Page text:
Luke TurleyPhD student
My thesis explores how magic and fantasy engages with increasingly tense political issues, asking how, by using magic as a metaphor for power and agency, it troubles the current state of things.
Each chapters will engage with a specific political framework – Feminism, Environmentalism, Capitalism, Governance, Religion, and Race – and will consist of case studies where I analyse specific texts, focusing on how post-1997 Fantasy can both inform and be informed by Millennial political viewpoints.
Ultimately what I will prove is that any text which incorporates magic must be considered part of a wider discourse on power and must be a read as a political text. Furthermore, that texts post-1997 have been strongly informed and influenced by the millennial generation – the Harry Potter generation – and the liberal political ideologies they, for the majority, espouse.
While my thesis focuses primarily on the Fantasy genre and more widely interested in any of the "Fantastika" genres: Science Fiction, Fantasy and the Gothic. My current research for my thesis focuses on the link between post-1997 Fantasy, magic as power, and millenial politics; I've previously done research on "Island Gothic" for my MA dissertation and is something I wish to develop further at a later date.
Editorial and Leadership Experience
Executive Editor for LUX: Undergraduate Journal of Literature and Culture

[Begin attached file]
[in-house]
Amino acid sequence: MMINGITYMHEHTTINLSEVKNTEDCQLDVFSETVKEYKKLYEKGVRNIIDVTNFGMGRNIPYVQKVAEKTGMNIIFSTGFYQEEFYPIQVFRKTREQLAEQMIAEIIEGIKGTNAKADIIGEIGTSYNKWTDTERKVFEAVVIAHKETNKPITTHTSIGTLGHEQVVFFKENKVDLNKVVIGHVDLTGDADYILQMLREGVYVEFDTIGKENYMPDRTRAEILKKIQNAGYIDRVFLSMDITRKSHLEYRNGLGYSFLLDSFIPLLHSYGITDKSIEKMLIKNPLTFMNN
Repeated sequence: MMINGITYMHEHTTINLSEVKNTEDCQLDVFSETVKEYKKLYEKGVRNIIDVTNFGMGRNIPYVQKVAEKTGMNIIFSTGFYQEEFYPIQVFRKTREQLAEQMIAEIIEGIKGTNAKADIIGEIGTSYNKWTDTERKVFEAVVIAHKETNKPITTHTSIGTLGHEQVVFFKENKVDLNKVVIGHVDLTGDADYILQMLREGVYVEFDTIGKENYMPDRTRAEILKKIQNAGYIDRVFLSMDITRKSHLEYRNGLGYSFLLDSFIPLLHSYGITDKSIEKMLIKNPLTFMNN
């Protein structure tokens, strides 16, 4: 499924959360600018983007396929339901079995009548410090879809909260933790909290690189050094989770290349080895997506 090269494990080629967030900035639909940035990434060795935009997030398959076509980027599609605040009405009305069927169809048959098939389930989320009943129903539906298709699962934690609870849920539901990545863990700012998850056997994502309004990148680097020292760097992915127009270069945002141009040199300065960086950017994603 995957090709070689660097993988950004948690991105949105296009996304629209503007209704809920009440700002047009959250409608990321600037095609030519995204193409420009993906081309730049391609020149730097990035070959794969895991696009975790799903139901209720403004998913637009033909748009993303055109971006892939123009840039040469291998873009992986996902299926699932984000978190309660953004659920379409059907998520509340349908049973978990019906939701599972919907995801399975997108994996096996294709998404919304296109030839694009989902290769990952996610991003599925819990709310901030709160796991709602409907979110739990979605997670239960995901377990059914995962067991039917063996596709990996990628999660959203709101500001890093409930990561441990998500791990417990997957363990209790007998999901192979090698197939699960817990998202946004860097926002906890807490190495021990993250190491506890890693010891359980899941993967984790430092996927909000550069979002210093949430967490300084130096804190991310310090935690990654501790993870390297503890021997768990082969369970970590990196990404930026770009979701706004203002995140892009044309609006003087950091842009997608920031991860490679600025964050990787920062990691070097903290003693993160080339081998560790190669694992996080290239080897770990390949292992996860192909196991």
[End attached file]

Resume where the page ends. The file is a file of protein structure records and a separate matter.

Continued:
‘Who Doesn’t Love a Good Scare?’: Liberal Horror in Netflix’s Chilling Adventures of Sabrina (2018). International Gothic Association 2019: Gothic Terror, Gothic Horror. Lewis University, USA. 30th July – 2nd Aug 2019. (1st Aug).
‘Unholy Relicts’: Monsters in the Polluted World of The Witcher III: Wild Hunt (2015). Next-Gen 2019. Lancaster University. 20th June 2019.
‘Who Doesn’t Love a Good Scare?’: Liberal Horror in Netflix’s Chilling Adventures of Sabrina (2018). Gothic Spectacle. Lancaster University. 1st June 2019.
‘This is Hell, of course there’s a gift shop’: Gothic Afterlives in The Good Place (2016). Reimagining the Gothic V: Returns, Revenge, Reckonings. University of Sheffield. 10th-12th May 2019 (11th May).
‘On this island I find degeneracy’: Reading island narratives through a Gothic lens. Reimagining the Gothic IV: Aesthetics and Archetypes. University of Sheffield. 26th-28th Oct 2018 (27th Oct).
‘A Survivor is Born’: Considering the Castaway in the Contemporary ‘Island Gothic’. Anomalies: A Conference. Lancaster University. 20th June 2018.
Oct 2017 -Sep 2018
MA in English Literary Studies
My dissertation developed my own concept of the ‘Island Gothic’, a mode of Gothic which utilised the island space within castaway texts to create a heightened sense of fear, terror and claustrophobia.
Lancaster University; Dissertation supervised by Prof Catherine Spooner.
Oct 2013 -Jun 2016
BA in English Literature
University of Chester